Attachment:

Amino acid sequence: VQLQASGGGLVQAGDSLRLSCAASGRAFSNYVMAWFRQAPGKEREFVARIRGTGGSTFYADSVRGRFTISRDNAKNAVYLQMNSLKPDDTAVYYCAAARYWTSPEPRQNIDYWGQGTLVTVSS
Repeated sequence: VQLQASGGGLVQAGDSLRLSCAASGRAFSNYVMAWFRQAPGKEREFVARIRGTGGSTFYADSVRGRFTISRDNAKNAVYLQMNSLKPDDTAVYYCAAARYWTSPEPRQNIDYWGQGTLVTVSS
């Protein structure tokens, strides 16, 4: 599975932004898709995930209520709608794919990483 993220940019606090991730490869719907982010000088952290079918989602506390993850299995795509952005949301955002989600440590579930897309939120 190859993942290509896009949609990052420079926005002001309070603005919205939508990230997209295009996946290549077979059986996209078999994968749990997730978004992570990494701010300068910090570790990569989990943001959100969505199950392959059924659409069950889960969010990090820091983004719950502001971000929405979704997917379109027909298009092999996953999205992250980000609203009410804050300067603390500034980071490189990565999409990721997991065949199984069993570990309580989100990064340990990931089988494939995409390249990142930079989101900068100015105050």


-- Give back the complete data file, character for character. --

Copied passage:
Amino acid sequence: VQLQASGGGLVQAGDSLRLSCAASGRAFSNYVMAWFRQAPGKEREFVARIRGTGGSTFYADSVRGRFTISRDNAKNAVYLQMNSLKPDDTAVYYCAAARYWTSPEPRQNIDYWGQGTLVTVSS
Repeated sequence: VQLQASGGGLVQAGDSLRLSCAASGRAFSNYVMAWFRQAPGKEREFVARIRGTGGSTFYADSVRGRFTISRDNAKNAVYLQMNSLKPDDTAVYYCAAARYWTSPEPRQNIDYWGQGTLVTVSS
């Protein structure tokens, strides 16, 4: 599975932004898709995930209520709608794919990483 993220940019606090991730490869719907982010000088952290079918989602506390993850299995795509952005949301955002989600440590579930897309939120 190859993942290509896009949609990052420079926005002001309070603005919205939508990230997209295009996946290549077979059986996209078999994968749990997730978004992570990494701010300068910090570790990569989990943001959100969505199950392959059924659409069950889960969010990090820091983004719950502001971000929405979704997917379109027909298009092999996953999205992250980000609203009410804050300067603390500034980071490189990565999409990721997991065949199984069993570990309580989100990064340990990931089988494939995409390249990142930079989101900068100015105050």